Friday, June 14, 2024

Call for removal of ‘gender ideology’ from primary schools

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The Mental Health Foundation wants people to sign an open letter calling on the Government to retain the relationships and sexuality guidelines in New Zealand schools. Photo by Artem Kniaz on Unsplash

An east Auckland parent strongly opposes a call by the Mental Health Foundation for the Government to retain the controversial relationships and sexuality guidelines (RSE) in New Zealand schools.

As the Times has previously reported, the Ministry of Education (MoE) has provided schools with guidelines to assist the preparation and delivery of sex education, which is part of the New Zealand Curriculum.

A 2020 MoE guide on relationships and sexuality education (RSE) for pupils in years 1-8 states schools are encouraged to question “gender stereotypes and assumptions”.

Identities that should be recognised and supported, according to the guidelines for primary school pupils, include lesbian, gay, bisexual, queer, intersex and transgender people.

Among the “Suggested learning intentions” is a section that states pupils should be able to “consider variations in puberty, including the role of hormone blockers”, which prevent a young person from going through puberty.

Part of the National Party’s coalition agreement with New Zealand First states the coalition Government will “refocus the curriculum on academic achievement and not ideology, including the removal and replacement of the gender, sexuality, and relationship-based education guidelines”.

The Times contacted Education Minister Erica Stanford’s office late last year for comment on when parents can expect to see the RSE guidelines removed and replaced and what they’ll be replaced with, but did not receive a response.

Now, the Mental Health Foundation (MHF) is asking people to sign an open letter calling on the Government to retain the RSE guidelines.

The letter is co-signed by 26 mental health and Rainbow organisations and is available online for public signatures until Pink Shirt Day on May 17.

The letter will eventually be sent to Stanford.

MHF chief executive Shaun Robinson says the guidelines were developed to address calls to help end school bullying, violence and child abuse, and have been successfully in place since 2020

“We believe all children and young people deserve to feel safe and included at school and kura, regardless of their gender, sexuality or background.

“The current RSE guidelines can help schools create these safe and inclusive environments, environments where bullying isn’t enabled to thrive.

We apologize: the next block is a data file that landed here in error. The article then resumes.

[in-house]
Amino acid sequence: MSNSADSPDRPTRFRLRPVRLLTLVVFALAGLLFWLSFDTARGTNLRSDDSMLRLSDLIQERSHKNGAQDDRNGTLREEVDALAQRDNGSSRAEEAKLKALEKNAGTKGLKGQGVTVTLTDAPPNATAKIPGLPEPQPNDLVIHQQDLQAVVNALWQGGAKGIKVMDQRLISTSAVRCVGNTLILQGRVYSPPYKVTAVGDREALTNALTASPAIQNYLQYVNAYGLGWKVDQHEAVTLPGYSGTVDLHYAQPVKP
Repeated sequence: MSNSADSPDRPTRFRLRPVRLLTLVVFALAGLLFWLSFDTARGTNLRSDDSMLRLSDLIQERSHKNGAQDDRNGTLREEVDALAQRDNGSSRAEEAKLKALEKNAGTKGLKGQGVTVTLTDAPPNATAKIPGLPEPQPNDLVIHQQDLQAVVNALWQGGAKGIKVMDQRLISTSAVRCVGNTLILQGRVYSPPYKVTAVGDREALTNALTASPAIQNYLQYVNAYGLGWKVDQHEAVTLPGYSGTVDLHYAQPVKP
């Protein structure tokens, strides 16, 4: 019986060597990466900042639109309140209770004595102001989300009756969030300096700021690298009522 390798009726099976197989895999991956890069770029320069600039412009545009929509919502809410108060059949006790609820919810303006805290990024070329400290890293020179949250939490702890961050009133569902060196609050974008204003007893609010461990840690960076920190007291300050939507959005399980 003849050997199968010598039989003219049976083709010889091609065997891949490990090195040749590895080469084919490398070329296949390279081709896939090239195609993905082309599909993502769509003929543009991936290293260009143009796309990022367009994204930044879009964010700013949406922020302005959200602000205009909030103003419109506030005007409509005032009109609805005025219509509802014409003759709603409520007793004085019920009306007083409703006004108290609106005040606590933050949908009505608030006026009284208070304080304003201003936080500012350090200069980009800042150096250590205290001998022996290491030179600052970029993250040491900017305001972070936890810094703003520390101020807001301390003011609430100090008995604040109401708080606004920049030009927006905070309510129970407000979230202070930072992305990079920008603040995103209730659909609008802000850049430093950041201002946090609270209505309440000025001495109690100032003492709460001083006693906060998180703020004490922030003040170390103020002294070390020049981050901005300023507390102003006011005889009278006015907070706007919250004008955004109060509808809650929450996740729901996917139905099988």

“Removing the guidelines will simply mean teachers have fewer resources to teach the sexuality education they still have to teach, while sending a strong signal to teachers and students that creating safe school environments is not a priority.”

The open letter reminds Stanford and the Government the RSE guidelines were the result of in-depth consultation with teachers, students and parents, and are not mandatory.

East Auckland parent Katherine Chua wants the current relationships and sexuality guidelines scrapped. Times file photo

However, New Zealand lobby group Resist Gender Education says Kiwi parents are disappointed to see a key election promise has not been reflected in the Government’s latest 100 day plan.

“While addressing important concerns such as literacy and teacher training in the 100 day plan, it is notable the Government has placed more importance on re-introducing charter schools than meeting its promise to rewrite the RSE guide,” spokesperson Fern Hickson says.

Opposed to the RSE guidelines being retained also is east Auckland parent Katherine Chua.

She says the guidelines recommend teaching children from five years old that all people have a gender identity.

“At this age, children do not yet have ‘sex constancy’, a concept that sex does not change in humans.

“Therefore, such education disrupts a child’s natural development of this sense.

“Within a classroom setting, if one child identifies as the opposite sex, not only the child, but also every other young classmate, may be conditioned by teachers to accommodate the falsehood.

“A recent Curia Poll commissioned by Family First NZ showed 69 per cent of respondents oppose teaching gender ideology in primary schools.

“People from a wide range of backgrounds, not just conservative religious people, oppose this kind of education.

“Resist Gender Education is a broad group of volunteers that includes religious, non-religious people, lesbians, straight people, people across the political spectrum, current and former teachers, parents and non-parents.

“They’re asking for signatories to their open letter which states they support teaching good quality sex education, but without gender identity ideology.”

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